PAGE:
Editorial: Vote for whoever you like – but go out and vote
Published 23/05/2014 | 02:30
It is a sad reflection on us as a people that by the time the polling booths close at 10 o'clock tonight, up to half the nation may not have bothered to vote. This, quite frankly, is a deep insult to earlier generations who risked much – even life and limb – to ensure Irish people could have maximum control over our own affairs. But it is also something which inflicts a deep wound on the wider national community. We make no apology for stating very emphatically that every person entitled to vote today should get out and do so. Bad politicians are often effectively elected by the large numbers of people who do not bother to vote.
Just a few short weeks ago we were reminded of the emotive scenes precisely 20 years ago when black South Africans queued for hours in the dark, the rain and the cold to vote in the first ever open democratic elections. The dignity and honesty of these newly enfranchised citizens touched hearts and minds across the globe. It caused many thinking people to go back to first principles and reflect again on the foundations of democracy.
Ironically, people who do not vote are sometimes the ones who complain loudest about the flaws in the ways in which we order our own affairs. They should reflect that if they cannot be bothered to go and participate in our democracy their complaints really smack of hypocrisy. The "couldn't-be-bothered brigade" should also reflect on a more simple reality. Politicians are often extremely pragmatic people and they regularly refer to a thing called the "marked register", which they are entitled to access.
This shows who voted and who did not at each local polling booth. In practice, areas in which people do not bother voting tend to get less and less attention. These areas risk losing funding and other supports.
But if you cannot find somebody to vote for in today's vast lists on the ballot papers, then choose somebody to vote against. Start by giving him or her your last preference and go on working through the voting paper in reverse order. It's called democracy and it is very far from perfect. But so far at least, it is the best system we have.
Now go out and vote today and encourage as many others as you can around you to do likewise.
Shatter's grand gesture, using taxpayers' money
All credit to the Jack and Jill Foundation and the great work it does. Our congratulations to the principals Jonathan Irwin and his wife senator Mary Ann O'Brien. We are confident the €70,000 "gifted" by former Justice Minister Alan Shatter will be put to good use.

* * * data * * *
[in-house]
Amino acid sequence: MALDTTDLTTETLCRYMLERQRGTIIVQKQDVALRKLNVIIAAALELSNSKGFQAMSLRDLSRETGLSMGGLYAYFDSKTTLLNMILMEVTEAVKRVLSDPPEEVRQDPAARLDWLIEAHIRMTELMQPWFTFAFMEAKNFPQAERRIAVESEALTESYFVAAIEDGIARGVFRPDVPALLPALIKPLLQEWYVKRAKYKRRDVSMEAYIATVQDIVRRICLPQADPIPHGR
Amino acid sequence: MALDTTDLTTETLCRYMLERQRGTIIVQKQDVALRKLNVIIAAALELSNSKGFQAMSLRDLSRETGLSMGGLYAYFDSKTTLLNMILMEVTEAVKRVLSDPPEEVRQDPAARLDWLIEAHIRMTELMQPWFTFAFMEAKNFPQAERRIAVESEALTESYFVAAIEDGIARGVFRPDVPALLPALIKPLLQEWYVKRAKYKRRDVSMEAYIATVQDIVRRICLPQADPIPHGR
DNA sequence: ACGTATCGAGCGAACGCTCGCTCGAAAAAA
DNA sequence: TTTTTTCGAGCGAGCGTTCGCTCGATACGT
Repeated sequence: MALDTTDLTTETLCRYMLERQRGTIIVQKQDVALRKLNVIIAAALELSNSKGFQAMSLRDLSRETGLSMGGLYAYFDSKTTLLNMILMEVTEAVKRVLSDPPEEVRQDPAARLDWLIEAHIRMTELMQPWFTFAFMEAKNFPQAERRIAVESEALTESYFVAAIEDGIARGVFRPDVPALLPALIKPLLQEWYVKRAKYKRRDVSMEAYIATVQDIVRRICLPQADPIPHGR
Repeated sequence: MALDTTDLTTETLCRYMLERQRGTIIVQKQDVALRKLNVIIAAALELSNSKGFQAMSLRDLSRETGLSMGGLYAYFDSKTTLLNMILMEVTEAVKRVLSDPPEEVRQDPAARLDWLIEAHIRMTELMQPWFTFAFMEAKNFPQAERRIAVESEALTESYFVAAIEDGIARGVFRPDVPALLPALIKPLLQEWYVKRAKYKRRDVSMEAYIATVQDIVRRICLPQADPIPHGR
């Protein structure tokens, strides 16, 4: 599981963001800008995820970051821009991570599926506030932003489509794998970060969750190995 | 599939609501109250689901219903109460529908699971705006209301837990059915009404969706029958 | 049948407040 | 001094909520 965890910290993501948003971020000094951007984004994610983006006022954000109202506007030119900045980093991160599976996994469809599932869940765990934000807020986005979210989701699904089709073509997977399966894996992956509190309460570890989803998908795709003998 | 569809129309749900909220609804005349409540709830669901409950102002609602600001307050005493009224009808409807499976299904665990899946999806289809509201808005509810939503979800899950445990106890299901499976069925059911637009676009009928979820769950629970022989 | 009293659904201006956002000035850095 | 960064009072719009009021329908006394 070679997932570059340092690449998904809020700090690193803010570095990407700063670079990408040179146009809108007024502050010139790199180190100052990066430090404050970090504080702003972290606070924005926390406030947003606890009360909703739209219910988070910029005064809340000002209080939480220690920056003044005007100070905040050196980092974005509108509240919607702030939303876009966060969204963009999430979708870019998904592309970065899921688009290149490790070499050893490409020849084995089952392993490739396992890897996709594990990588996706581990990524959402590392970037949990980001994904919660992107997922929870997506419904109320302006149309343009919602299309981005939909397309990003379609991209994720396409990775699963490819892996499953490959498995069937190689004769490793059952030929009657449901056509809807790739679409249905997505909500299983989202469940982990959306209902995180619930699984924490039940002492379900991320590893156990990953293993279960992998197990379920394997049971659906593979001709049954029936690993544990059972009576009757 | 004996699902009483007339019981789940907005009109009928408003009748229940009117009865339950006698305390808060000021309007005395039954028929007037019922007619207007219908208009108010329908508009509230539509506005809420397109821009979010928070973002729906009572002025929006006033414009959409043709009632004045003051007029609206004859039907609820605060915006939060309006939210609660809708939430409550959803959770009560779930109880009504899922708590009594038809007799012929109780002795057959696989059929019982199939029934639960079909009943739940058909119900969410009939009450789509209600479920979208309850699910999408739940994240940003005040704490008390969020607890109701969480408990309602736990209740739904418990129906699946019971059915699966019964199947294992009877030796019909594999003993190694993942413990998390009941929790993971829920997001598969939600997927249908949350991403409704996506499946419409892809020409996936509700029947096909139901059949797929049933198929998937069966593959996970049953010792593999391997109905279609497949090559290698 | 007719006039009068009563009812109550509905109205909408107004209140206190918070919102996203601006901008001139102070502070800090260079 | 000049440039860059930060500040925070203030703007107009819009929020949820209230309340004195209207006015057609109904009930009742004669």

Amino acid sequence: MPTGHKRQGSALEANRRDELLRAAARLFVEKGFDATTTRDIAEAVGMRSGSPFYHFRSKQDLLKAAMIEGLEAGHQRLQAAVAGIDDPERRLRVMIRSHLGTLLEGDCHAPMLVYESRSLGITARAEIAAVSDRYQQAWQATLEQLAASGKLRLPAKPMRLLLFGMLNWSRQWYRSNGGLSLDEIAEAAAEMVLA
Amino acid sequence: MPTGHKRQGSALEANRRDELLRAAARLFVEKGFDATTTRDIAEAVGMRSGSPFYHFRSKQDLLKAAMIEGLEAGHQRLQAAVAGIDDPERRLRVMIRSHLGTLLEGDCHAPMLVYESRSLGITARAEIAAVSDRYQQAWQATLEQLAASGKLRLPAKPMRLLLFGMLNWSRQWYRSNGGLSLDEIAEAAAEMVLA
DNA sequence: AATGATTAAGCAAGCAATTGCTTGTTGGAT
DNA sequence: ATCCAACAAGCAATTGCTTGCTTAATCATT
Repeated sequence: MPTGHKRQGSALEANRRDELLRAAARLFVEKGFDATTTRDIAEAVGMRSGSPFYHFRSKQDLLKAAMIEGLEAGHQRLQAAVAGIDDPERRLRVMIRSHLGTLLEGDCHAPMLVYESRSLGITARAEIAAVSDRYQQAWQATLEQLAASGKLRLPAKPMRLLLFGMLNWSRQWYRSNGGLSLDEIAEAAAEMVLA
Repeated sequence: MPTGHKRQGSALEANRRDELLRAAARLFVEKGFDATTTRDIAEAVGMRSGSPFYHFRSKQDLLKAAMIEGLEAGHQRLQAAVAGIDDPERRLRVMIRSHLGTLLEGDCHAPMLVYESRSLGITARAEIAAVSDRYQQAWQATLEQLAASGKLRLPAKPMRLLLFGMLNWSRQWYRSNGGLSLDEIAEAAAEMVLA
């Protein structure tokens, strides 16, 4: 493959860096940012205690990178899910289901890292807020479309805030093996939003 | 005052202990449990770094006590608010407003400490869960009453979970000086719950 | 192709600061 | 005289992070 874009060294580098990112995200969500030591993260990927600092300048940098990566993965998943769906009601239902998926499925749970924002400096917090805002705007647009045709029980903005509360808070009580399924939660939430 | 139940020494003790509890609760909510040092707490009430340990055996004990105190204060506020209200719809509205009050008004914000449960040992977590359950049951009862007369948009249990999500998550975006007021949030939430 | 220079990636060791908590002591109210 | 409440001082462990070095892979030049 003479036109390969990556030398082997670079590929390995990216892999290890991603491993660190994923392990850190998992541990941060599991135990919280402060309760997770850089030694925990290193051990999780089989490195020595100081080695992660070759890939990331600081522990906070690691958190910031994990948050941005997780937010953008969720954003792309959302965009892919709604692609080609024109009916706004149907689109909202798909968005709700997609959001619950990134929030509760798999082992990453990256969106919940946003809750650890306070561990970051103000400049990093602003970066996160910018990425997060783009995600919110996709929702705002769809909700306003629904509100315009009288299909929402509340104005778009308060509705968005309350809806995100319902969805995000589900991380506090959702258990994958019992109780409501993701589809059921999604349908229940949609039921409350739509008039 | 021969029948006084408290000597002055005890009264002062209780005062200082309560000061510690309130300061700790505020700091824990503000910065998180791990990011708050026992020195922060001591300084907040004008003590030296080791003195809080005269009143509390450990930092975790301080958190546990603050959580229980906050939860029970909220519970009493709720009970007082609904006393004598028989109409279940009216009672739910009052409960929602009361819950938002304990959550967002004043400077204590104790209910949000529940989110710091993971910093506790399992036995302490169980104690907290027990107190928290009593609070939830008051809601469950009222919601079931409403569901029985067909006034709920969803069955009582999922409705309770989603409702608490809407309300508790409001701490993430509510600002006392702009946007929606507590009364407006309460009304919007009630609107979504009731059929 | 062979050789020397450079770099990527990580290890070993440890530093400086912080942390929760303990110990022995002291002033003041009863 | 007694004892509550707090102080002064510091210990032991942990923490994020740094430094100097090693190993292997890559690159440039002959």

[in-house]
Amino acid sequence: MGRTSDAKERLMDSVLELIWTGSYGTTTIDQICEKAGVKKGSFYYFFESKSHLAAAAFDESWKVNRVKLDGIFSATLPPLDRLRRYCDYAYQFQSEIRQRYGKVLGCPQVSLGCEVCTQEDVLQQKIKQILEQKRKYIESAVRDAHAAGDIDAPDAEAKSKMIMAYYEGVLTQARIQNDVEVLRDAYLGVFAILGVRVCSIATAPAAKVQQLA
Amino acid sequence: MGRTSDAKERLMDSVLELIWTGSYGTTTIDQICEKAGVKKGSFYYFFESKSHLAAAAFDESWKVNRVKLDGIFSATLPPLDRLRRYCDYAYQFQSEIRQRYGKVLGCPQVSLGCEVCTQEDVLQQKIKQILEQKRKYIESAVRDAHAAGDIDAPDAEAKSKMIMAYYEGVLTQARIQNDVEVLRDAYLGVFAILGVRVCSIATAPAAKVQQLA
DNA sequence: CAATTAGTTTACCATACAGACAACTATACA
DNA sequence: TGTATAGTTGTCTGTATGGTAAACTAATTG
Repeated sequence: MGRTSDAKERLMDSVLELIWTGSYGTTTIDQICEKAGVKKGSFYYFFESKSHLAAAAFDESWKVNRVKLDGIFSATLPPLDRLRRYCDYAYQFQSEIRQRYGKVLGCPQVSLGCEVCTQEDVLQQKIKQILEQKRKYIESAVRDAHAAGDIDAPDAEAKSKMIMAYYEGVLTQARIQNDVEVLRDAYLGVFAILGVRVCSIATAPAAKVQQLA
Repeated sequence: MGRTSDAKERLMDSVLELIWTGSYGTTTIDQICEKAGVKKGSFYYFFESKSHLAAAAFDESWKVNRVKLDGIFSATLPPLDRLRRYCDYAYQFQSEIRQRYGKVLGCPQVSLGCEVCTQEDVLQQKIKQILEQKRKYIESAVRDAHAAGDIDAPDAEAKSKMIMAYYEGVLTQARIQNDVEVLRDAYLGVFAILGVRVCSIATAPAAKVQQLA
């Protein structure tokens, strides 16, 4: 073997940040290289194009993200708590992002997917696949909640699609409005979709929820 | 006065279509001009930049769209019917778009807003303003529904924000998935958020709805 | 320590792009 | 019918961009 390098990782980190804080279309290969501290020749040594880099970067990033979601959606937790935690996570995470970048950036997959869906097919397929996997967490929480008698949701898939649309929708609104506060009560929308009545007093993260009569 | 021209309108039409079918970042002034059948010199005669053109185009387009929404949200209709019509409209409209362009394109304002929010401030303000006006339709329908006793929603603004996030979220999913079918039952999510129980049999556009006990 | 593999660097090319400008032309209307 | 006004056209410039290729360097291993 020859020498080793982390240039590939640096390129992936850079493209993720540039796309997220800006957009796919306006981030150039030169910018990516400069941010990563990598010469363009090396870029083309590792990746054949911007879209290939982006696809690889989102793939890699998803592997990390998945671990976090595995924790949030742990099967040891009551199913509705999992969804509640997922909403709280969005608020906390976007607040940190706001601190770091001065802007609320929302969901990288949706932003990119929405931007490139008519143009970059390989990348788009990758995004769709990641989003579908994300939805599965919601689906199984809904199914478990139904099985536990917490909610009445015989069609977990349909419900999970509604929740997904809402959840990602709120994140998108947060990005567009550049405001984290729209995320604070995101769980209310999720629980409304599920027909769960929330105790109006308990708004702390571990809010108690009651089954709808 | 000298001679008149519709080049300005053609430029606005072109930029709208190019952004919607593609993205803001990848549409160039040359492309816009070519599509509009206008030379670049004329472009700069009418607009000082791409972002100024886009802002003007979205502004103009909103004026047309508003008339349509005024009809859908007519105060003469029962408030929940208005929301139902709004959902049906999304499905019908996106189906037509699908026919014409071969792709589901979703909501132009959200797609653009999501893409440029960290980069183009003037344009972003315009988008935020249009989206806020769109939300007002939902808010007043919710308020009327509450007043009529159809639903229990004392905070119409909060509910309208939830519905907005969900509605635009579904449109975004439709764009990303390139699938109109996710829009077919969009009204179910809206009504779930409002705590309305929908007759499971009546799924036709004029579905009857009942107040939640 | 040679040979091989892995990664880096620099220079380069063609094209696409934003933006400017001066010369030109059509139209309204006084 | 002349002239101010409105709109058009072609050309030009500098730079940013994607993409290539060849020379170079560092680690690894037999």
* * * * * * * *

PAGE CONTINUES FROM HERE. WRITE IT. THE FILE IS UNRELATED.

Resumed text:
But that does not allow us to overlook some basic facts about Mr Shatter's behaviour in the matter of the €70,000 in severance pay to which he was entitled after three years as a cabinet minister. This entitlement was at best "technical". There would be no such entitlement had an implementation order been signed in good time to give effect to a law put on the statute book by Mr Shatter and his colleagues. The former minister has explained the timing of his announcement yesterday as caused by his need to reflect and decide what to do about a surprise letter telling him he was entitled to this severance money. His Fine Gael and Labour government colleagues are less pleased by his taking two days to publicise his decision in the teeth of a difficult election campaign.
Opposition TDs have good grounds to argue that this grand gesture to vulnerable sick children does not sit easily beside other government decisions. They point to the many harsh developments, to which Mr Shatter as minister was party, like the cutting of discretionary medical cards to other profoundly sick and vulnerable people. Ultimately, Mr Shatter has shown himself to be extremely generous – with taxpayers' money. Just a fortnight after he was first appointed to Government, he was emphatically insistent that there would be no more severance pay for government ministers. A grand gesture – be it ever so beneficial to a deserving charity – cannot disguise these simple facts.
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